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How to Train to the Test Set in Machine Learning

Training to the test set is a type of overfitting where a model is prepared that intentionally achieves good performance on a given test set at the expense of increased generalization error.

It is a type of overfitting that is common in machine learning competitions where a complete training dataset is provided and where only the input portion of a test set is provided. One approach to training to the test set involves constructing a training set that most resembles the test set and then using it as the basis for training a model. The model is expected to have better performance on the test set, but most likely worse performance on the training dataset and on any new data in the future.

Although overfitting the test set is not desirable, it can be interesting to explore as a thought experiment and provide more insight into both machine learning competitions and avoiding overfitting generally.

In this tutorial, you will discover how to intentionally train to the test set for classification and regression problems.

After completing this tutorial, you will know:

  • Training to the test set is a type of data leakage that may occur in machine learning competitions.
  • One approach to training to the test set involves creating a training dataset that is most similar to a provided test set.
  • How to use a KNN model to construct a training dataset and train to the test set with a real dataset.

Kick-start your project with my new book Data Preparation for Machine Learning, including step-by-step tutorials and the Python source code files for all examples.

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How to Train to the Test Set in Machine Learning

How to Train to the Test Set in Machine Learning
Photo by ND Strupler, some rights reserved.

Tutorial Overview

This tutorial is divided into three parts; they are:

  • Train to the Test Set
  • Train to Test Set for Classification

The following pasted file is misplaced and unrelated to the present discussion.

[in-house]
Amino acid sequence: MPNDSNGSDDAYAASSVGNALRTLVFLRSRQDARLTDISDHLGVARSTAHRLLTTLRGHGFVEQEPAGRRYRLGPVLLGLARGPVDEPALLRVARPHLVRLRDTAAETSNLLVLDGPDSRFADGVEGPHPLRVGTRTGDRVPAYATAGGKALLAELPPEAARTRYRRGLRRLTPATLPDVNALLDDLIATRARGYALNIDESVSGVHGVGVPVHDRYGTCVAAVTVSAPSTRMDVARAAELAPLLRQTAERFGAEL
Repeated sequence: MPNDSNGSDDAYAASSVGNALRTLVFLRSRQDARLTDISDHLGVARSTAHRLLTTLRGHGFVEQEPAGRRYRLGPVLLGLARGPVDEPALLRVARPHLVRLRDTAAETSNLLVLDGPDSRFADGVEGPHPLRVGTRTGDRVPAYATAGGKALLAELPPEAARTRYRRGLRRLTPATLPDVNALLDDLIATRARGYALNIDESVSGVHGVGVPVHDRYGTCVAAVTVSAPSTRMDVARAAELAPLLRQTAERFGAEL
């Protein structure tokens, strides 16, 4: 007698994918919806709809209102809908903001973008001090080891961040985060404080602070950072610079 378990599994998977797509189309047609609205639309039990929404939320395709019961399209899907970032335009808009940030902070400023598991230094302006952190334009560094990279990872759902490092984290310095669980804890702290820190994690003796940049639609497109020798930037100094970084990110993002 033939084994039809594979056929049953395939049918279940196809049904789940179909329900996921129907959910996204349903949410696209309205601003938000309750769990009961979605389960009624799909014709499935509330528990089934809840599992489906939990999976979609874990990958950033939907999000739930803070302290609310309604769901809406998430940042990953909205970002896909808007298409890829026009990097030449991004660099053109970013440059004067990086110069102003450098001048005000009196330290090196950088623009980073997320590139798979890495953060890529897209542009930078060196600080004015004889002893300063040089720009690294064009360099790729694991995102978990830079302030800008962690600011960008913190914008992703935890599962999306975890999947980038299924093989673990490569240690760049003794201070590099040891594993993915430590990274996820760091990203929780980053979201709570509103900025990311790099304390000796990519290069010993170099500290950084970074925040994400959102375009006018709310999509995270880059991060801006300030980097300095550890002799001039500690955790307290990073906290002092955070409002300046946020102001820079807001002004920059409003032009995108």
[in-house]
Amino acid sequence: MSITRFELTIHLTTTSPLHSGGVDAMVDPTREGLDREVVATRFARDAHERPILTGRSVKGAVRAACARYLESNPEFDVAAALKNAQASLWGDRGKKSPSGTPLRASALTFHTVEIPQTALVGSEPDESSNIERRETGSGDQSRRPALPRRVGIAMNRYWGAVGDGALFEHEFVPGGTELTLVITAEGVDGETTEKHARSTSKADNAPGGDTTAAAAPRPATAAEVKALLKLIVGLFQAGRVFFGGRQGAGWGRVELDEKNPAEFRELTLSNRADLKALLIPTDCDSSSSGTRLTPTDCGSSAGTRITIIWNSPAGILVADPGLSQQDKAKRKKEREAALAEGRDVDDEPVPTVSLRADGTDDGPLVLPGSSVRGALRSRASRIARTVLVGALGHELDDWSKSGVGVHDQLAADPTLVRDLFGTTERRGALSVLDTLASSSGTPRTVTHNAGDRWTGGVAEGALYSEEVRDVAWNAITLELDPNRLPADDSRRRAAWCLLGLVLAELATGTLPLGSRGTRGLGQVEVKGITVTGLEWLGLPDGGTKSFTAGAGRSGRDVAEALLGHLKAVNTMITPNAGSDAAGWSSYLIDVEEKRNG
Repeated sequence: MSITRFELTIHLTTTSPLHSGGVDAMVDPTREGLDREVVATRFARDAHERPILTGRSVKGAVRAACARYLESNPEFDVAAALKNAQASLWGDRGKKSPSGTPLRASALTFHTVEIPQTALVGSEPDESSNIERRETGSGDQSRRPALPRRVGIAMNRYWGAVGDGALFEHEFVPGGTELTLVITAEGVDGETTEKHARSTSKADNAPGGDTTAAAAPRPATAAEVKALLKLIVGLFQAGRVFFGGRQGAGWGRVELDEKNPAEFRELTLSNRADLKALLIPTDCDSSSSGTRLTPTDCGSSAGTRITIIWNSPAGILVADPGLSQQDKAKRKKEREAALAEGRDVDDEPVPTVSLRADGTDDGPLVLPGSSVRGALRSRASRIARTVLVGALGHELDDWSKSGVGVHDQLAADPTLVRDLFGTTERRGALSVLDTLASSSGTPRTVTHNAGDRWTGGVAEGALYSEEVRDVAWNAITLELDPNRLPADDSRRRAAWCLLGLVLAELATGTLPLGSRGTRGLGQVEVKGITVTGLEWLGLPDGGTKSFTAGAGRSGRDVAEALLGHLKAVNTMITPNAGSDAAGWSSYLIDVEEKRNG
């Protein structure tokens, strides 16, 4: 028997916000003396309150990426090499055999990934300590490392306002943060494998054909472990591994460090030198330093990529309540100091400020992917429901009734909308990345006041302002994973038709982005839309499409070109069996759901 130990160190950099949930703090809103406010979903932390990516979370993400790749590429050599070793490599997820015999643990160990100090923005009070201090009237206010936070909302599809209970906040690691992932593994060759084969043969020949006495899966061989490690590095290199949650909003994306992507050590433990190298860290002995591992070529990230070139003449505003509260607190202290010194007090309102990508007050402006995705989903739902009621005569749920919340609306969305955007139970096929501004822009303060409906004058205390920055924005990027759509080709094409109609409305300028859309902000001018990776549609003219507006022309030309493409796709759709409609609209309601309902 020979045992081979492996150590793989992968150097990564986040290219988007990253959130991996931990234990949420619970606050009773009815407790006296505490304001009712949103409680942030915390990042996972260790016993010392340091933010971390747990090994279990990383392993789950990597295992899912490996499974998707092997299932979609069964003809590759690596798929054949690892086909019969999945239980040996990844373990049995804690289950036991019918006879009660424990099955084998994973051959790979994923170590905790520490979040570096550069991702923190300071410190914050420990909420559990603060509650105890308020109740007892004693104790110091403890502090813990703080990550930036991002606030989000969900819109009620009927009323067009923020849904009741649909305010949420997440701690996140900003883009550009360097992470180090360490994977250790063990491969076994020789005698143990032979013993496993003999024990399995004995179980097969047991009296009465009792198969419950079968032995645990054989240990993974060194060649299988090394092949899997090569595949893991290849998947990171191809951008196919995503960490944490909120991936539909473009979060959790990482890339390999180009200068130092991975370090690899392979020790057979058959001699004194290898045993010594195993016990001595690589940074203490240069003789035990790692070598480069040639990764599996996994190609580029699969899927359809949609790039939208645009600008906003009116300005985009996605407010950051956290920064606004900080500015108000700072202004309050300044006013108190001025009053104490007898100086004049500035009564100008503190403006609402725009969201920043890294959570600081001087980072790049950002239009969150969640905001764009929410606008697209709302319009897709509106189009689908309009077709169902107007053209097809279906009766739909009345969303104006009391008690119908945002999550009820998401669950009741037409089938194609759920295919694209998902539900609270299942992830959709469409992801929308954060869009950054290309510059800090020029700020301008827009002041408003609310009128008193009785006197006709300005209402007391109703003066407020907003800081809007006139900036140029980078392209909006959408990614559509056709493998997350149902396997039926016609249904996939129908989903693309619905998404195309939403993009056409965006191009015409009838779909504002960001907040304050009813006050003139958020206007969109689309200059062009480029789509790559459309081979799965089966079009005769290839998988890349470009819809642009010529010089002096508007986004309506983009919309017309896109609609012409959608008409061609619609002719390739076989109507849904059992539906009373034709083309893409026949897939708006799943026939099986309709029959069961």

• Train to Test Set for Regression
  • Train to the Test Set

    In applied machine learning, we seek a model that learns the relationship between the input and output variables using the training dataset.

    The hope and goal is that we learn a relationship that generalizes to new examples beyond the training dataset. This goal motivates why we use resampling techniques like k-fold cross-validation to estimate the performance of the model when making predictions on data not used during training.

    In the case of machine learning competitions, like those on Kaggle, we are given access to the complete training dataset and the inputs of the test dataset and are required to make predictions for the test dataset.

    This leads to a possible situation where we may accidentally or choose to train a model to the test set. That is, tune the model behavior to achieve the best performance on the test dataset rather than develop a model that performs well in general, using a technique like k-fold cross-validation.

    Another, more overt path to information leakage, can sometimes be seen in machine learning competitions where the training and test set data are given at the same time.

    — Page 56, Feature Engineering and Selection: A Practical Approach for Predictive Models, 2019.

    Training to the test set is often a bad idea.

    It is an explicit type of data leakage. Nevertheless, it is an interesting thought experiment.

    One approach to training to the test set is to contrive a training dataset that is most similar to the test set. For example, we could discard all rows in the training set that are too different from the test set and only train on those rows in the training set that are maximally similar to rows in the test set.